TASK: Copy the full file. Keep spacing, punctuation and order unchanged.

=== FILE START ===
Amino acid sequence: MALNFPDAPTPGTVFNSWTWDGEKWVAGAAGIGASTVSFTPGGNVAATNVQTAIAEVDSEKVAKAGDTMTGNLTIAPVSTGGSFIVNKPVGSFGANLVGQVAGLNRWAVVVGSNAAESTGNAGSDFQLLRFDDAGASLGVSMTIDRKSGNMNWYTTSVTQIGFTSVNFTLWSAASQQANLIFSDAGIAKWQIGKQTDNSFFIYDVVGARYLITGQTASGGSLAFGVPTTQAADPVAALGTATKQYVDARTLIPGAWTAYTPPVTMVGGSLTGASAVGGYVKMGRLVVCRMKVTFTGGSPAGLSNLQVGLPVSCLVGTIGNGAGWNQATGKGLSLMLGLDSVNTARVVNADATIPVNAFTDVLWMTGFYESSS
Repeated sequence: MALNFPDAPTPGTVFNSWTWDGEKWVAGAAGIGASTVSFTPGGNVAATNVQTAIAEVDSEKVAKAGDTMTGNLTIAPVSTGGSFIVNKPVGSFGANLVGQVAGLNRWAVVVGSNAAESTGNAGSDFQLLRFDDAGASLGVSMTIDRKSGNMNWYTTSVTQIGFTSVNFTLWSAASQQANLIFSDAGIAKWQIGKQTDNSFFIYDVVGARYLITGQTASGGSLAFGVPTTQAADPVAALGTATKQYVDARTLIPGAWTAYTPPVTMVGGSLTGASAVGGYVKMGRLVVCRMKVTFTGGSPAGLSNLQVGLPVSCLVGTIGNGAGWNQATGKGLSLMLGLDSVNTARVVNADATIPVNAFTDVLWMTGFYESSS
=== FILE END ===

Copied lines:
Amino acid sequence: MALNFPDAPTPGTVFNSWTWDGEKWVAGAAGIGASTVSFTPGGNVAATNVQTAIAEVDSEKVAKAGDTMTGNLTIAPVSTGGSFIVNKPVGSFGANLVGQVAGLNRWAVVVGSNAAESTGNAGSDFQLLRFDDAGASLGVSMTIDRKSGNMNWYTTSVTQIGFTSVNFTLWSAASQQANLIFSDAGIAKWQIGKQTDNSFFIYDVVGARYLITGQTASGGSLAFGVPTTQAADPVAALGTATKQYVDARTLIPGAWTAYTPPVTMVGGSLTGASAVGGYVKMGRLVVCRMKVTFTGGSPAGLSNLQVGLPVSCLVGTIGNGAGWNQATGKGLSLMLGLDSVNTARVVNADATIPVNAFTDVLWMTGFYESSS
Repeated sequence: MALNFPDAPTPGTVFNSWTWDGEKWVAGAAGIGASTVSFTPGGNVAATNVQTAIAEVDSEKVAKAGDTMTGNLTIAPVSTGGSFIVNKPVGSFGANLVGQVAGLNRWAVVVGSNAAESTGNAGSDFQLLRFDDAGASLGVSMTIDRKSGNMNWYTTSVTQIGFTSVNFTLWSAASQQANLIFSDAGIAKWQIGKQTDNSFFIYDVVGARYLITGQTASGGSLAFGVPTTQAADPVAALGTATKQYVDARTLIPGAWTAYTPPVTMVGGSLTGASAVGGYVKMGRLVVCRMKVTFTGGSPAGLSNLQVGLPVSCLVGTIGNGAGWNQATGKGLSLMLGLDSVNTARVVNADATIPVNAFTDVLWMTGFYESSS